Did You Ever See a Lassie?

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"Did You Ever See a Lassie?"
Roud #5040
Written Scotland, United States
Published 1895-1900
Form Nursery rhyme
Writer(s) Traditional
Language English
"Did You Ever See a Lassie"[1] About this sound Play 
"Ach! due lieber Augustin".[2] About this sound Play 

"Did You Ever See a Lassie?" is a folk song, nursery rhyme and singing game. It has a Roud Folk Song Index number of 5040.


Modern versions of the lyrics include:

Did you ever see a lassie,
A lassie, a lassie?
Did you ever see a lassie,
Go this way and that?
Go this way and that way,
Go this way and that way.
Did you ever see a lassie,
Go this way and that?
Did you ever see a laddie,
A laddie, a laddie?
Did you ever see a laddie,
Go this way and that?
Go this way and that way,
Go this way and that way.
Did you ever see a laddie,
Go this way and that?


The use of the terms "lassie" and "laddie" mean that this song is often attributed to possible origins in Scotland (by various forms of media; see "references" section), but it was first collected in the United States in the last decade of the nineteenth century and was not found in Great Britain until the mid-twentieth century. However, it can be surmised that the words to the song may have come from Scottish immigrants or Scottish-Americans because of the aforementioned terms.[3]

Along with "The More We Get Together", it is generally sung to the same tune as "Oh du lieber Augustin", a song written in Germany or Vienna in the late seventeenth century.[3]

It was first published in 1909, in Games for the Playground, Home, School and Gymnasium by Jessie Hubbell Bancroft.[4]

As a game[edit]

The song is often accompanied by a circle singing game. Players form a circle and dance around one player. When they reach the end of the verse they stop, the single in the middle performs an action (such as Highland dancing), which everyone then imitates, before starting the verse again, often changing the single player to a boy, or a boy can join the center player - thus creating an extra verse in the song ("Did you ever see some children...").[5]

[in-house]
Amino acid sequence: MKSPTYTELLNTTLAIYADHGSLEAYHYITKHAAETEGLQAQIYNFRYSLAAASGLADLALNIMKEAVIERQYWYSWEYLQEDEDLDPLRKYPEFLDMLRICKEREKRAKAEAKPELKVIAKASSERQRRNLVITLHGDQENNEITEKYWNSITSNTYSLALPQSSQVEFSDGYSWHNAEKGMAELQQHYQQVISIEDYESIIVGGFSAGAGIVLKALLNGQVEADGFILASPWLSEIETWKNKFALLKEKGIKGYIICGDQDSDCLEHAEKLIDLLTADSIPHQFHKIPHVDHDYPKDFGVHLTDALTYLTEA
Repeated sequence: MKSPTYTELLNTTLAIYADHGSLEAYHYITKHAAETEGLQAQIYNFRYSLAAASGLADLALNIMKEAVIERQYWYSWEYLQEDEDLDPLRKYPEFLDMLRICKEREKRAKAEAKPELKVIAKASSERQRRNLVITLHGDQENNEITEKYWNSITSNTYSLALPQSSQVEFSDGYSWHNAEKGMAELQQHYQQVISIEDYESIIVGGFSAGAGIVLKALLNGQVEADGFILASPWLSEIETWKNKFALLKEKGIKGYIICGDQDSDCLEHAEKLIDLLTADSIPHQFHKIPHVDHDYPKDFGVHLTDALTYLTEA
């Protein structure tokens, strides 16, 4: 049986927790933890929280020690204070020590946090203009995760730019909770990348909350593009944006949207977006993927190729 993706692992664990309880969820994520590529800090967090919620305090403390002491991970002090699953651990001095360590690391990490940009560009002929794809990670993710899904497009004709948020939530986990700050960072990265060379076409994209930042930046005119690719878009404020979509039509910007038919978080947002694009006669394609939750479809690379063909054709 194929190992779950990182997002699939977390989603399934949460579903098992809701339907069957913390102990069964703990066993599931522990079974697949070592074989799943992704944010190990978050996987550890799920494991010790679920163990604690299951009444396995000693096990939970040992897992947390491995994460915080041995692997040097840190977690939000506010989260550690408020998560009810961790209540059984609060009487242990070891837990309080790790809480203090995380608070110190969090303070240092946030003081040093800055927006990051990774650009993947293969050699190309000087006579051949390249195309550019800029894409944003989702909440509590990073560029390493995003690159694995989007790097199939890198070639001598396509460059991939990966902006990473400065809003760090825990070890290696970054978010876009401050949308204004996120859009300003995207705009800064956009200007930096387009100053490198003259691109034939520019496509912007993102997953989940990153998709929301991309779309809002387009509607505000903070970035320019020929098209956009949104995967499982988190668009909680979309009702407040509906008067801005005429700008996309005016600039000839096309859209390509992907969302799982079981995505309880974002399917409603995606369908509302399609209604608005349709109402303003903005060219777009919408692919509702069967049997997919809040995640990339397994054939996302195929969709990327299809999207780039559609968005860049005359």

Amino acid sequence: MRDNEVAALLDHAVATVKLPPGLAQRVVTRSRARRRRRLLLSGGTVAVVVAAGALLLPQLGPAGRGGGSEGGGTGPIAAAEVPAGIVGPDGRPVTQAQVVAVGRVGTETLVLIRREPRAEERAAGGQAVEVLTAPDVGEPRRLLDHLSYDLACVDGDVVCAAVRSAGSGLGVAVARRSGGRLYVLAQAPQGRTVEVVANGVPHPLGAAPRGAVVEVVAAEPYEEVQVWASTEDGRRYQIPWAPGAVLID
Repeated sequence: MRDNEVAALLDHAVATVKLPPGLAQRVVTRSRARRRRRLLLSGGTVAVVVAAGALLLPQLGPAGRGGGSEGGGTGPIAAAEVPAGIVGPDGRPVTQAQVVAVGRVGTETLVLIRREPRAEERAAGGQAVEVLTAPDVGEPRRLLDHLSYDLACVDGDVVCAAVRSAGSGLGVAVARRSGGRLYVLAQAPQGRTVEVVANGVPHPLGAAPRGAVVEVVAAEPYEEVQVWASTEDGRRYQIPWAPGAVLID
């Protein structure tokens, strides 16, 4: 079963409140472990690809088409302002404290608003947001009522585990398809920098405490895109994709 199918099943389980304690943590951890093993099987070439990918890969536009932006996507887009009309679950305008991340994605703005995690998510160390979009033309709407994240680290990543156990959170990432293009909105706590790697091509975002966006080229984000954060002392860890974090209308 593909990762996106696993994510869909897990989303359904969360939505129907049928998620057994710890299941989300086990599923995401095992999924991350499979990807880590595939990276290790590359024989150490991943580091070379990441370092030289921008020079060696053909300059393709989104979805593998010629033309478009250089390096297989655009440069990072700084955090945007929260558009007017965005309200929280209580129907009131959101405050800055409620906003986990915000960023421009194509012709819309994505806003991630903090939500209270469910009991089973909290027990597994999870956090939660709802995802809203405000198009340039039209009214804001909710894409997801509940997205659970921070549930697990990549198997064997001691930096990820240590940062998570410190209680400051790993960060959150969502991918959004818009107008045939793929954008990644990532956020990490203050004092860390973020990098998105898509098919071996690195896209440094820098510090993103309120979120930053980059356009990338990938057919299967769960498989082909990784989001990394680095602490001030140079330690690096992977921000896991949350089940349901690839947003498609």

References in popular culture and children's media[edit]

The song is featured as one of the songs in WeeSing's Grandpa's Magical Toys, represented by the Laddie and Lassie characters (played by Caysie Torrey and David Lovelin), and is also one of the songs featured in the CD Wee Sing and Play as well, with the opening narration confirming that the words "lassie" and "laddie" attribute to Scotland (they mean "boy" and "girl" in Scots). The version heard on the Kidsongs album "My Favorite Kidsongs Collection" and the Kidsongs video I'd Like to Teach the World to Sing also confirms this with two extra verses about a kilt and a bagpipe. The scene in the video shows a pipe-and-drum band and several highland dancers performing a cross between the Highland Fling and the Seann Triubhas plus a circular sword dance as well.[6] The song has also been performed by The Wiggles, showing occasional movements of the Sailor's Hornpipe dance, a dance adapted from an English dance that is now performed more frequently in Scotland.[7]

The song is also featured in the 1963 motion picture Ladybug, Ladybug. In the movie, children sing the song as part of a game while walking home from school during a nuclear bomb attack drill.


  1. ^ Bancroft, Jessie Hubbell (1922). Games for the Playground, Home, School and Gymnasium, p.261-262. The Macmillan Company.
  2. ^ Copland, Aaron & Slatkin, Leonard (2011). What to Listen for in Music,[page needed]. ISBN 978-0-451-53176-6.
  3. ^ a b J. J. Fuld, The Book of World-famous Music: Classical, Popular, and Folk (Dover, 5th edn., 2000), p. 399.
  4. ^ "Did You Ever See A Lassie". TwinkleTrax Children's Songs. 2012. Retrieved 17 May 2012. 
  5. ^ A. S. Fraserae, Ye min' langsyne?: A pot-pourri of games, rhymes, and ploys of Scottish childhood (London: Routledge, 1975), p. 23.
  6. ^ "Did You Ever See a Lassie?" with extra verses, We7.com. Note: one must search for "Did You Ever See a Lassie?".
  7. ^ "The Wiggles - Did You Ever See A Lassie", YouTube.com.